Under the federal health coverage continuation law, known as COBRA, a private employer with 20 or more employees that sponsors a group health plan must let individuals elect to continue their health coverage when it would otherwise end for certain reasons (such as job loss, divorce or the employee’s death). Qualified beneficiaries with COBRA continuation rights include employees, spouses and dependents who would lose coverage because of the event. Employers can charge individuals electing COBRA the full cost of coverage, plus an additional 2% to cover administrative costs. Individuals who lose employer coverage because of job loss (voluntary or involuntary) or a reduced work schedule can elect to continue COBRA coverage for up to 18 months (COBRA Continuation Period).
The American Rescue Plan Act signed by President Biden on March 12, 2021 contains relief from paying COBRA continuation coverage premiums, known as the COBRA subsidy (Subsidy), for former employees who lost healthcare coverage due to an involuntary termination of employment (except for gross misconduct) or a reduction in hours. Qualifying individuals can elect COBRA coverage and receive coverage without paying any premium. The coverage is subsidized by the federal government by allowing the employer refundable credits against its Medicare taxes. While the Subsidy is aimed at former employees who have lost health coverage due to the COVID-19 Pandemic, there is no requirement that the termination or reduction in hours be the result of the Pandemic. Identifying and communicating with former employees eligible for the Subsidy and administering it presents challenges for employers who should be taking action now to comply.
Action Needed. Any individual whether an employee or family member that has lost health coverage or will lose coverage during the period beginning April 1, 2021 and ending September 30, 2021 (Subsidy Period) are eligible for the Subsidy. The Subsidy should automatically apply to individuals receiving COBRA continuation coverage on April 1. Additionally, individuals who lost coverage prior to April 1 but did not elect COBRA coverage or elected such coverage but subsequently terminated it, who still have time on their COBRA Continuation Period within the Subsidy Period, may elect COBRA coverage with the Subsidy.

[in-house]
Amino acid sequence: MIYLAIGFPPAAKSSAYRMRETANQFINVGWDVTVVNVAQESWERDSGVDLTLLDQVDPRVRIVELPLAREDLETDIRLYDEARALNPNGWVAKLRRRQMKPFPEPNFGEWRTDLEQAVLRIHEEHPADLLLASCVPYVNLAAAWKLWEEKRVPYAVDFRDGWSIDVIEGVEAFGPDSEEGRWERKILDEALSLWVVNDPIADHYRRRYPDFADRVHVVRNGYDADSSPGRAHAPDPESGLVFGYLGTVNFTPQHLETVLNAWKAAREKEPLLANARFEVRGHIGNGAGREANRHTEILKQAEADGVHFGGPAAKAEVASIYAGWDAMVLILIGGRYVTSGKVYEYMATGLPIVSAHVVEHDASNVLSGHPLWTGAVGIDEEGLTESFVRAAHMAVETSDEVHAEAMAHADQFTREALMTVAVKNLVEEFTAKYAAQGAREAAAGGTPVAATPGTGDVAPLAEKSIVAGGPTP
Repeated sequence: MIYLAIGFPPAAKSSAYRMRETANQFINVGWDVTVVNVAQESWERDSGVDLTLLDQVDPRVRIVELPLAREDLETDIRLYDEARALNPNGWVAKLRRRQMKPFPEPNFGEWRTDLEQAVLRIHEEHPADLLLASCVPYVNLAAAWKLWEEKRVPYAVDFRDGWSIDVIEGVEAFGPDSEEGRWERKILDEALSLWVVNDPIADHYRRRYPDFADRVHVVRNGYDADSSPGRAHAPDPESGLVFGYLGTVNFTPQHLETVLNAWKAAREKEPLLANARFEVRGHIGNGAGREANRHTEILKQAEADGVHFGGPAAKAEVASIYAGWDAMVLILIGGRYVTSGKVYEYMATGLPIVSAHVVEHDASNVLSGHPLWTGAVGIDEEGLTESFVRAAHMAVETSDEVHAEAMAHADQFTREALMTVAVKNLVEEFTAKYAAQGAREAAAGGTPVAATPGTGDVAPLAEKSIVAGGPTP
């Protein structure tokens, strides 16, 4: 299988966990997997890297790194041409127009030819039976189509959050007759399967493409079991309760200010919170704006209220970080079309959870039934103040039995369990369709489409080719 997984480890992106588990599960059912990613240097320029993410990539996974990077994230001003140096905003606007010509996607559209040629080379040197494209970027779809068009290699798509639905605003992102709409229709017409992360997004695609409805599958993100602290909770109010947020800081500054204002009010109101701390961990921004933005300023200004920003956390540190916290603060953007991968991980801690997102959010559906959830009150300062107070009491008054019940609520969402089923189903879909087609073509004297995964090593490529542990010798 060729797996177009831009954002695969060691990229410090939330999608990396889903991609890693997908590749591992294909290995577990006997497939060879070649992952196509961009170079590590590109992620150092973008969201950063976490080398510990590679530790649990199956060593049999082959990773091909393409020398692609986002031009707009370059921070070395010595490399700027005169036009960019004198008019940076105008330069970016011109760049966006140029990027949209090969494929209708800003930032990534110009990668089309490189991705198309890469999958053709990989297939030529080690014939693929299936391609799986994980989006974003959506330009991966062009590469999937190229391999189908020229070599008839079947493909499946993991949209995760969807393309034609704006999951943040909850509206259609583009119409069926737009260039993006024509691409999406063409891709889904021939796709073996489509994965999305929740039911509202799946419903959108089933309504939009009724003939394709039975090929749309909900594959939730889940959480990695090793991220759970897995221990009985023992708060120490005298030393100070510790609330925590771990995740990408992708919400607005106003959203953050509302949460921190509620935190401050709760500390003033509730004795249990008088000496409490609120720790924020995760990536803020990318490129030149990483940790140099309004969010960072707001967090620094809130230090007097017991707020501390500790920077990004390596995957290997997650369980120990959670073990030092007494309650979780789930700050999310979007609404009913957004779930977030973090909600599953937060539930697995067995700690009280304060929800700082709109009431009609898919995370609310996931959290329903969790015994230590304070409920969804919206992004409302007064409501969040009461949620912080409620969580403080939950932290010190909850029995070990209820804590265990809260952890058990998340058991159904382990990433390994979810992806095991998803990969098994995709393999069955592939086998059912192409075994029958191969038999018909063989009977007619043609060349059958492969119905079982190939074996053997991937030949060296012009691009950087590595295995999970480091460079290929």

An otherwise eligible individual is not eligible for the Subsidy if he or she becomes eligible for Medicare or other group health coverage under another plan such as through a spouse or new employer’s plan. However, individual market coverage such as through Covered California does not disqualify an otherwise eligible individual.
Additionally, employers can choose to have their group health plan permit individuals eligible for the Subsidy that are enrolled in COBRA coverage to switch to a different coverage option offered under the plan. The COBRA premium for the new coverage option must be equal to or lower than the coverage the individual was enrolled in. The plan must give individuals notice of their opportunity to switch coverage options and the individual has 90 days to make such election. While the intent of this provision is to allow those already on COBRA coverage to elect a less expensive option, providing this election complicates compliance even more. Additionally, because eligible individuals do not pay premiums during the Subsidy Period, there is no premium savings for switching to lower-cost coverage, unless their COBRA Continuation Period continues after the Subsidy Period ends on September 30.
Employers must give notice of the availability of the Subsidy to all eligible individuals by May 31, 2021. However, this means employers must identify all eligible individuals, provide them notice of the availability of the Subsidy, and provide them 60 days to elect coverage. Additionally, employers must provide such individuals with a notice when the Subsidy will end due to the end of the COBRA Continuation Period or due to the end of the Subsidy Period. Such notice must be provided no sooner than 45 days before the end of the applicable period but at least 15 days before the end of such period. The Department of Labor has issued model notices that employers can use to be considered in good faith compliance.
Steps employers must take include the following:
1. If the group health plan provides more than one option of coverage, decide whether to permit individuals on COBRA continuation to switch options.
2. Review the employment records of all COBRA eligible employees that lost health coverage due to
involuntary termination (other than for gross misconduct) whose COBRA continuation coverage would reach April 1, 2021. This generally goes as far back as October 1, 2019. Likewise, the same review must be done for those eligible for COBRA coverage for an involuntary reduction of hours.
3. Provide the notice of the availability of the Subsidy and opportunity to elect such coverage to all such former employees and their family members who lost coverage as a result of the employee’s loss of coverage.
4. Receive the elections to provide the coverage.
5. Provide the notice of the termination of the Subsidy or COBRA continuation coverage period.
Employers need to develop their compliance strategy now.
Related practice team: Labor and Employment